Stellar Binaries and Higher-Order Multiples In and Beyond the Milky Way

Author: ORCID icon
Lewis, Hannah, Astronomy - Graduate School of Arts and Sciences, University of Virginia
Majewski, Steven, AS-Astronomy, University of Virginia

Multiple star systems are a pervasive outcome of star formation. Within the Milky Way, it is well-established that multiplicity is a steep, increasing function with stellar mass; for solar-type stars, it is generally accepted that ~50% stars exist in binary or higher-order systems, with that fraction increasing to ~80% for stars with masses > 16 MSun. From simulations of star formation, it is also shown that star forming clouds with low metallicity have higher fragmentation rates than clouds with high metallicity, implying that stellar binaries should be more frequent in metal-poor environments. These findings are supported by large statistical studies of binary populations, which find that the close binary fraction is anticorrelated with metallicity.

Beyond the Milky Way, particularly in Local Group dwarf galaxies, the metallicity distribution function and the mass distribution of newly formed stars (i.e., the initial mass function) vary widely. The binary fraction in these dwarf galaxies should then not be identical to the fraction observed in the Milky Way. Prior studies of dwarf galaxy binary populations have been limited in their ability to constrain multiplicity by relatively small samples of stars with large radial velocity errors (> 1 km/s) and very few observations (at most three epochs) from which to assume the presence of a close companion.

The Apache Point Observatory Galactic Evolution Experiment (APOGEE) provides high-resolution, multi-epoch spectra---from which precise radial velocities, stellar parameters, and elemental abundances can be derived---for hundreds of thousands of stars in the Milky Way, and thousands of stars in Local Group dwarf galaxies. With more than three observations per star (on average), spanning temporal baselines up to ten years, the APOGEE survey provides a promising opportunity for the study of binaries in Local Group dwarf galaxies.

In this dissertation, we exploit the APOGEE survey to find four substellar-mass companion candidates in close orbits (P < 100 days) about the components of wide stellar binaries (a > 200 AU) in the Solar Neighborhood (i.e., within 200 pc of the Sun). If confirmed, these candidate systems will represent an enhancement of an order of magnitude over the expected occurrence rate of stars having substellar companions > 2 MJup within ~100 day orbits. We also check for differences in the chemistries of wide binaries compared to those of the candidate higher-order systems, but are unable to discern any effect at the level of the APOGEE abundance uncertainties.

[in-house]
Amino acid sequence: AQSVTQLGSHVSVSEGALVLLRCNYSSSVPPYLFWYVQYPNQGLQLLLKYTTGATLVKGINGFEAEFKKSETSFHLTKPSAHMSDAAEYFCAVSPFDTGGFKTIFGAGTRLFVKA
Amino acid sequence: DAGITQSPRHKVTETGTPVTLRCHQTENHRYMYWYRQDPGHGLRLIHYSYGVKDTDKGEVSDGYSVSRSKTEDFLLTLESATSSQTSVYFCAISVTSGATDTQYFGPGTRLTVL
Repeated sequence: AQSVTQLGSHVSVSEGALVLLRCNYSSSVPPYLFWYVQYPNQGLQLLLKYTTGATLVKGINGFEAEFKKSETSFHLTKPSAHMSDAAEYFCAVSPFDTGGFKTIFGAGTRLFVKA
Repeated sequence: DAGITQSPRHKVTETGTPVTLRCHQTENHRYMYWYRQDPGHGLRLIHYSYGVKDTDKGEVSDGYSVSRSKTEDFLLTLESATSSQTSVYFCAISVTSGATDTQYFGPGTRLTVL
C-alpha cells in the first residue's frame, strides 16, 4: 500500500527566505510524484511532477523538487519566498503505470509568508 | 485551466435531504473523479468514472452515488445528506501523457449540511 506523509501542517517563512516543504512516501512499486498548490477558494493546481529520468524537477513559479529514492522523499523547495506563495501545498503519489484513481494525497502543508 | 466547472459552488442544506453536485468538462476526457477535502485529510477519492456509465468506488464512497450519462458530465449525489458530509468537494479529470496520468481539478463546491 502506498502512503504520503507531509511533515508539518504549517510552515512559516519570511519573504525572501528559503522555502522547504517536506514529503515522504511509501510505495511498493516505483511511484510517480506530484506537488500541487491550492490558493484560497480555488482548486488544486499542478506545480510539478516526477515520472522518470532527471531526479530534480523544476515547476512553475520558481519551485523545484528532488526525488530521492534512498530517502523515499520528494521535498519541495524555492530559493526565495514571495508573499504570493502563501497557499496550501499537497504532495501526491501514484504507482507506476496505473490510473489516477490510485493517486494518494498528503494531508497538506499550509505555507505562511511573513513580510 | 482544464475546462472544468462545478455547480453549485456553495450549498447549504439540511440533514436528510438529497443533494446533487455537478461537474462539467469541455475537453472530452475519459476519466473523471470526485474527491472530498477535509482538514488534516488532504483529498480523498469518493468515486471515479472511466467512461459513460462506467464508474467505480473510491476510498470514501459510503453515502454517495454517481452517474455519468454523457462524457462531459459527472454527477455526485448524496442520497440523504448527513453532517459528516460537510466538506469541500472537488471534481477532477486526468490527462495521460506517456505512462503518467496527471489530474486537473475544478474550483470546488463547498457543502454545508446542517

We report Keplerian orbital parameters for three interacting binary stars in several dwarf galaxies in the Local Group---the previously known symbiotic binaries, Draco C1, SMC N73, and LIN 358---derived from long-term radial velocity variations evident in the APOGEE data. The wide separations of the stars within these binary systems indicate that the mass transfer, from the giant star to the compact companion, is likely driven by the giant stellar wind. Strong variability in the strength and character (i.e., emission versus absorption) of the hydrogen lines in the APOGEE spectra lend evidence to the notion that LIN 358 is an eclipsing symbiotic binary, with an eccentric orbit. To date, very few eclipsing symbiotics are known, but such systems are required to understand the structure of the wind from the giant component of these wide binaries.

Utilizing the extensive survey of members of the Large and Small Magellanic Clouds provided by APOGEE, we present the first steps towards carrying out one of the first large-scale surveys of multiplicity in these nearby dwarf galaxies. We also present several systems of merit with BD-masses and masses that point to the presence of a faint, compact companion (i.e., black holes). Though this work represents only a pilot treatment of this large data set, we demonstrate the utility of the APOGEE survey for the study of binaries beyond the Milky Way.

PHD (Doctor of Philosophy)
astronomy, binary stars, binaries, radial velocity, spectroscopy, Milky Way, Local Group, dwarf galaxy, binary orbit, Keplerian orbit, symbiotic stars, survey
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